When Riverdance began Even though it is now a back in 1994, it would mature adult, Riverdance be folly to suggest that still holds that original we all knew exactly potency and magic. what we were at, or There are young people that there was some performing the show A scene from Riverdance, Caoineadh Chu Chulainn. Photo Nicola kind of grand design. today who had just Shelby. But there is no doubt arrived into the world that as the pieces began when I was writing it to fit together, there was a sense that something back in 1994. These young dancers and musicians unique was happening around and among us. I had bring their own energy and interpretation to the deliberately written pieces with rhythmic patterns performances. For those of us there since the that were foreign to traditional Irish music, but after beginning, it has been a joy to witness how a new the initial raised eyebrows the thrust of the principal generation, many of whom were attracted to Irish dancers’ creativity took hold and I can still remember music and dance by the success of Riverdance, the excitement as they began to fashion their first are now up there on the stage injecting it with a steps. youthful verve, flair and enthusiasm that belies its age. For me, when I see the show these days, it is Gradually these steps were learned by the troupe often just like that first night in 1994. and I have many memories of arriving to the studio By Bill Whelan, composer of Riverdance Behind the Scenes at The Hanover Theatre • Spring/Summer 2017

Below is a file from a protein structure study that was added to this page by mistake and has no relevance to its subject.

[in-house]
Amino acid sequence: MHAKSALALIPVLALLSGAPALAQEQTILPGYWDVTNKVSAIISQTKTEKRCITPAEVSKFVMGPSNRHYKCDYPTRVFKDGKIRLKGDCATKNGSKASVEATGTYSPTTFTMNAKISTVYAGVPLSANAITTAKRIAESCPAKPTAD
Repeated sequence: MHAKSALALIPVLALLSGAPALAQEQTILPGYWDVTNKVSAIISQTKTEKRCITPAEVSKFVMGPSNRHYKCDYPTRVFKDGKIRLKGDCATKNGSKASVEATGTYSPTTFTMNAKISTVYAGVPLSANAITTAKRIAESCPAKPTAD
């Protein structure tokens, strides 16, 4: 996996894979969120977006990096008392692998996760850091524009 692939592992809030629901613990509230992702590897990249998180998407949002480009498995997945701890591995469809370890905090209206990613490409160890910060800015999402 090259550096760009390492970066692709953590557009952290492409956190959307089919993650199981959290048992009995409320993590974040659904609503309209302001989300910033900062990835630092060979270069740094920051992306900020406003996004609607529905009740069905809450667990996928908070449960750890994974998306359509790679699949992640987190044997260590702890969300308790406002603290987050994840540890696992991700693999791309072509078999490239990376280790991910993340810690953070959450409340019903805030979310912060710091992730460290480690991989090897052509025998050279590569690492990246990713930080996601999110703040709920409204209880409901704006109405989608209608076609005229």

Women of Motown continued himself as opposed to the audience,” says Rawls. “He was a handsome guy with a great voice, but she recognized that there was something missing from his stage presentation, something that could take him to the next level. It took some convincing, because Marvin was a stubborn person. But if you look at clips of him, you can see that he got it.”

Judith Franklin as Martha Reeves (center) & cast Motown the Musical First National Tour. Photo (c) Joan Marcus, 2017

Powell left Motown in 1969 and went on to teach courses in personal development at Wayne County Community College for almost 15 years, More recently, she worked part time as an assistant to Martha Reeves, one of her former Motown students, when the one-time lead singer of the Vandellas served on the Detroit City Council. Until the end, Terry says, “Professor Powell never stopped teaching.”